I have been postponing my post graduate education for some a couple of years now. I graduated in 2019. While I was still in law school I had this idea that I should complete my postgraduate studies as soon as I am done with my schooling. But I didn’t end up applying for any courses because the semester I had to apply in – I opted to go for an exchange programme instead. Looking back, I think that was a good decision.

So, I thought I’ll work for a couple of years, and then when I have some practical experience along with a clearer idea of what I want to do, I’ll re-enter university.

I’m glad I did that because a couple of months into my profession and I knew, sure as anything, that it was not for me. This decision wasn’t born of any dissatisfaction I had with the workplace or any other such external factors. In fact, I did a lot of soul searching before coming to this conclusion. It isn’t easy to look back at 5 years of schooling and then 1 year of work and write it off as ‘sunk cost’. A lot of career counsellors talk about this concept a fair bit. We are afraid to make such life altering decisions even when we know it will be good for us because we are wary of losing the sunk cost. But that is just what it is. It’s already gone. That is what the word ‘sunk’ means right. You can’t get back the 6 years you’ve spent on this one thing now, but you can make sure that the 6 years doesn’t become 10 years. Now, I’m not mathematical genius, but even I can tell 10 is worse than 6. Another work-guru told me to assess my work in terms of factors that are ‘situational’ and ‘fundamental’ to decide if I really want to leave my line of work or not.

Situational factors are things external to your actual work. Things like the manager you have, the work environment, whether people in your office gossip about you and what not. These are not things which are inherent to the work you do.

Fundamental factors are things inherent to what you’re doing. For example if you’re a lawyer, something fundamental to your work would be reviewing contracts, drafting, researching etc. If you dislike these things, then, well, it might be smart to look up another line of employment.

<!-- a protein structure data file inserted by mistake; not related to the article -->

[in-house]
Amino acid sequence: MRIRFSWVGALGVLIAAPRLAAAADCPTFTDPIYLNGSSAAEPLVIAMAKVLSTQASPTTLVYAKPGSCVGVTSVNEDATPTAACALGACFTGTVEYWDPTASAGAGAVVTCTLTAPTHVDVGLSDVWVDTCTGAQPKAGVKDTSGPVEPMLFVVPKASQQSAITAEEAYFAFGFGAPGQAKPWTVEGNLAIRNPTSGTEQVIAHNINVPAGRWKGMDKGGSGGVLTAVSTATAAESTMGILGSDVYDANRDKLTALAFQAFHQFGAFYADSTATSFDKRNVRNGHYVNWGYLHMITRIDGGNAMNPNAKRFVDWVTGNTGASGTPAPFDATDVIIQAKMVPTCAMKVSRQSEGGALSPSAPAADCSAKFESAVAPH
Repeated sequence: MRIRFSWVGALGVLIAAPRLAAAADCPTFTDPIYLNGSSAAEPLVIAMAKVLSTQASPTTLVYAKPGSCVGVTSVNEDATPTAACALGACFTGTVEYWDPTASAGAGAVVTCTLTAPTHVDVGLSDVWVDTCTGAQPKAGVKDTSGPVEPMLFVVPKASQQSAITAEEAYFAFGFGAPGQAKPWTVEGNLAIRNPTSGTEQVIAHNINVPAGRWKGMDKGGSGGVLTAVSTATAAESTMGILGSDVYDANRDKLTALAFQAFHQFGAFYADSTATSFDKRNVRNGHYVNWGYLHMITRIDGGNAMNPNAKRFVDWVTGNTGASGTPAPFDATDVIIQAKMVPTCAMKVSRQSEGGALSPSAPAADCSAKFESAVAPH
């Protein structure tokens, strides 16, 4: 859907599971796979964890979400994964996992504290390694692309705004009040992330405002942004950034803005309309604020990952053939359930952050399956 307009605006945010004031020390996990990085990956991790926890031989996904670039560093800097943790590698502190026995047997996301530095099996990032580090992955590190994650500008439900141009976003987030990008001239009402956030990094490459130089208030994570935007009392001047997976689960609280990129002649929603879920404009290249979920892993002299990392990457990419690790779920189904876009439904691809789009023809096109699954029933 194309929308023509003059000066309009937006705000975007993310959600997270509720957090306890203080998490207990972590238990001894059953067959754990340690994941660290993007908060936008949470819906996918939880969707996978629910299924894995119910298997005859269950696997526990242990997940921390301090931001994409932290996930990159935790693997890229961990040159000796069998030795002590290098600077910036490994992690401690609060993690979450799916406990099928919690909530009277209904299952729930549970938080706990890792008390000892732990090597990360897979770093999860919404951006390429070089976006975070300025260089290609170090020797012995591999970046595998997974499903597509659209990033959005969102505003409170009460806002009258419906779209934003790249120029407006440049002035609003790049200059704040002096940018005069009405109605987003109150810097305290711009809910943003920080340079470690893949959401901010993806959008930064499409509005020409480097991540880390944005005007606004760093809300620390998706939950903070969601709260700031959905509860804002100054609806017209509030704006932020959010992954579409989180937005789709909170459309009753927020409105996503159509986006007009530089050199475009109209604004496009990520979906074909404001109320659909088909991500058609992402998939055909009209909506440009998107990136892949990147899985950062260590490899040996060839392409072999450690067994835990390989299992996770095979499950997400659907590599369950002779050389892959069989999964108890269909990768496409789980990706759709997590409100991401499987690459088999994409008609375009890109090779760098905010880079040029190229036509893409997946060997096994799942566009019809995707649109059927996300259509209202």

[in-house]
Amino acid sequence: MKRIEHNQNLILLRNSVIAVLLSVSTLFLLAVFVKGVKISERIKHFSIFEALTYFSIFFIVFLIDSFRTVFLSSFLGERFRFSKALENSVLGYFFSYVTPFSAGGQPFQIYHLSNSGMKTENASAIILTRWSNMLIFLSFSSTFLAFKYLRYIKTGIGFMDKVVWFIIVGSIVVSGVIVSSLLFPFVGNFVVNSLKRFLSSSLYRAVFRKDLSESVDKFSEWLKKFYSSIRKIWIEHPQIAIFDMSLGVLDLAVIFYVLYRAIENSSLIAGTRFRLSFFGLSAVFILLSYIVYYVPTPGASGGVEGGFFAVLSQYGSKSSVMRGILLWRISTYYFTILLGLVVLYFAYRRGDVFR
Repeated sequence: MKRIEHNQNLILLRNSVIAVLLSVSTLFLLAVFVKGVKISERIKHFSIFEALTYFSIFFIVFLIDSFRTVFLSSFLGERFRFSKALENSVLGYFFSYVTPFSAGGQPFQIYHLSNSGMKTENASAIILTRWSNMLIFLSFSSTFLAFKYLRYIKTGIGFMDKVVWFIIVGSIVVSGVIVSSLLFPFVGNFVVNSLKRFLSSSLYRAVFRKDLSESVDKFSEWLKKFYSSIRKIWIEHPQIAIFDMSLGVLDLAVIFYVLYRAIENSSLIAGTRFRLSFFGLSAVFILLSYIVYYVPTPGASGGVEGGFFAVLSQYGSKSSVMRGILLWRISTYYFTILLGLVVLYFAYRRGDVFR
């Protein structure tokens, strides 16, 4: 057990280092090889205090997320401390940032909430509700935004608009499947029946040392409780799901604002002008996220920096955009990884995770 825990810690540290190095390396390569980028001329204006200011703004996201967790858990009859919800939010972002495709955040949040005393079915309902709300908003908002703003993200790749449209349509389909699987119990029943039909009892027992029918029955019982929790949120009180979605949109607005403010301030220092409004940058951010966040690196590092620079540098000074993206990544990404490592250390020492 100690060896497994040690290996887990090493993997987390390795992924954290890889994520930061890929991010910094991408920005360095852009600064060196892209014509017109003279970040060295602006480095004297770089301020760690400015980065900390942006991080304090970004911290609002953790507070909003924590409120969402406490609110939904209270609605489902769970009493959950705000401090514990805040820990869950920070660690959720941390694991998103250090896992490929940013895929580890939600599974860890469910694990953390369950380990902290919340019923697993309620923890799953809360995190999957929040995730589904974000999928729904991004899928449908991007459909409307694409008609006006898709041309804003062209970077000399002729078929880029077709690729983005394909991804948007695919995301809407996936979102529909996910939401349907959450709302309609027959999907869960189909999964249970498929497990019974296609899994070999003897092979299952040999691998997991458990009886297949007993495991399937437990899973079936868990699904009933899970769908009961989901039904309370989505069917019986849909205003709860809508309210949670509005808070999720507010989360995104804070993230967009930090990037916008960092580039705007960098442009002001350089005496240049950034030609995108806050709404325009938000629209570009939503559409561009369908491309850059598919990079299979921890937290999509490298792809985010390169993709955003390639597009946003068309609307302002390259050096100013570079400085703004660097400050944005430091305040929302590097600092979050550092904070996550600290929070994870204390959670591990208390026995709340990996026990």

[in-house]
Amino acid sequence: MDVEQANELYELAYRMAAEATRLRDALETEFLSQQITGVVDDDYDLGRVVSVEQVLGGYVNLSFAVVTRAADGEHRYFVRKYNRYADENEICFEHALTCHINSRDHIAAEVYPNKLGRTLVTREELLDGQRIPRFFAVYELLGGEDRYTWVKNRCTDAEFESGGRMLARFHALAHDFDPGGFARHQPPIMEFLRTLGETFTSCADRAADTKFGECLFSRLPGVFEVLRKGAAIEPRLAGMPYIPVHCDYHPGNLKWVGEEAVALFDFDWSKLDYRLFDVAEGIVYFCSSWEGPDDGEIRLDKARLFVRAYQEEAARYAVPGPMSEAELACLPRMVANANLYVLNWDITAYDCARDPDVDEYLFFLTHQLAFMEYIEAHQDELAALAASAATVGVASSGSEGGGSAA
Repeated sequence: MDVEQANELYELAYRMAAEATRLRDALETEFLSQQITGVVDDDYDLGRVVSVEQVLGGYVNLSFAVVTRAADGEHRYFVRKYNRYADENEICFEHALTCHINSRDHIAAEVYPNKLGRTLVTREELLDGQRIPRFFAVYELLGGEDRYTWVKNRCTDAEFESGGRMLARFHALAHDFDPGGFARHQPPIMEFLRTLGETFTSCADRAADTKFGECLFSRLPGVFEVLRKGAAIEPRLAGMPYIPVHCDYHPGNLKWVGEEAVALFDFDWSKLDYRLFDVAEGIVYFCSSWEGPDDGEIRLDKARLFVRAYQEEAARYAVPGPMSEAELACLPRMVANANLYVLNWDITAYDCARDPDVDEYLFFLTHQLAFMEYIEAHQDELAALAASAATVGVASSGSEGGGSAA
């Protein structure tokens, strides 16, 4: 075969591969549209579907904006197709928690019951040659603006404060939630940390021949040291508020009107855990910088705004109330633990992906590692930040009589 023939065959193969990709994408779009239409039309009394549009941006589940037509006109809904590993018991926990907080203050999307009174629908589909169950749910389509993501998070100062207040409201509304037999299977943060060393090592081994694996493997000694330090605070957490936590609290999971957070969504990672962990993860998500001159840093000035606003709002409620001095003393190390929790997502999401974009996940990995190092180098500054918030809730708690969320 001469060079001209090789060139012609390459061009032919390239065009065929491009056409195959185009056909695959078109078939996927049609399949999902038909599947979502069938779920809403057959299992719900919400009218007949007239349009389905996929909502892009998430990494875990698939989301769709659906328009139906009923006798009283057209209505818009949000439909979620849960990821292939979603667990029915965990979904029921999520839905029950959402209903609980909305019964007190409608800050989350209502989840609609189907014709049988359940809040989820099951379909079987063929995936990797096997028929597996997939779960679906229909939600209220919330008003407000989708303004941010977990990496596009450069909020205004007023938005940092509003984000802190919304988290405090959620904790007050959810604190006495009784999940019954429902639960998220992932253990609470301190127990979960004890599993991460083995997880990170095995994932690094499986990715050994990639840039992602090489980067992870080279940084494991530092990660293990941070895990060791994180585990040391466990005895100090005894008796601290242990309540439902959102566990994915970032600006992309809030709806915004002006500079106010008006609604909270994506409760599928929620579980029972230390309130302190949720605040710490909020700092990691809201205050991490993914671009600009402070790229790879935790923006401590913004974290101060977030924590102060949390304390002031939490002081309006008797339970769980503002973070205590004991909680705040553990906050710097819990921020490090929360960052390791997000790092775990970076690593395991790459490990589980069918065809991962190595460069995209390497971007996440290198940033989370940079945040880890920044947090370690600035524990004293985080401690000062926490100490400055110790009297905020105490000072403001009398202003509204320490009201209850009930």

After deliberating a lot, I realised that the things I loved about my job were all situational. Things like my boss, my colleagues, the office space itself and what not. What I didn’t like about my job was the actual work I had to do. I found it boring to say the least. So, I decided to quit it to try some other things out.

You know something no one talks about when you decide to quit? How much harder it is to quit when you are good at something. Because then, even if you’re not enjoying yourself or you’re convinced you have some other purpose in life, you’ll always doubt your aptitude to mean something more than it does. Maybe I find it so easy because I’m good at this. And because I am good at this, I must be meant for this. Of all the things that held me back, this was possibly the biggest factor.

When I was quitting, I convinced myself I would apply for my post-graduate studies so that my time off wasn’t “wasted”. The application deadlines for most of the programmes I want to go for are towards the end of December / early January. And I haven’t started anything. I was so sure I was going to apply for it this year. And yet, here I am, watching endless videos on how to make the perfect homemade pasta sauce. If I had to think about it, I think I can come up with a few reasons why I don’t want to make the effort just yet.

The cost

My god, does it cost. Especially the degree I want. I want to go to business school, and they’re really not kidding when they say this is one of the most expensive courses in the world. I understand the rationale behind why it is so expensive to get this degree, especially from a school of some repute. There is this idea that once you graduate you’re going to work an incredibly high paying job and you’ll make the money back. I guess they’re right about that. Be that as it may, it is still a huge commitment to make. And I know we are supposed to view it as “investing” in ourselves and our futures, but it is scary to me. I mean, I know myself. Would I really want to spend that kind of money on me? I don’t know. I want the degree, but I also want myself to be completely sure before committing to it.

Time constraints

I resent the idea that certain things in your life have to happen by a certain time. You’ve got to finish university by such and such age, or you should have decided on a job and career path by such and such age, or you should be done with all your studying and be ready to start a family by such age. I don’t know who came up with this time table and why all of us are so hell bent on following it. I find myself panicking about this sometimes. Then I have to actively stop myself from rushing into making an application for whichever college I land on first. I want to take my time with it, but somehow this feels like a radical idea at times.

Value addition

Most of the things I want to learn, I can learn without ever having to leave my room. I’ve heard way too many people questioning the value of a traditional education to go into it with the kind of blind faith I had earlier. I mean, I am pretty much a traditionalist still. And I think there are some things – like meeting new people, shifting to a new city etc. – which online and informal education can’t provide. But the more I look into it, the more I find myself questioning whether I should make the leap.

How not to die alone

Photo by Jonathan Borba on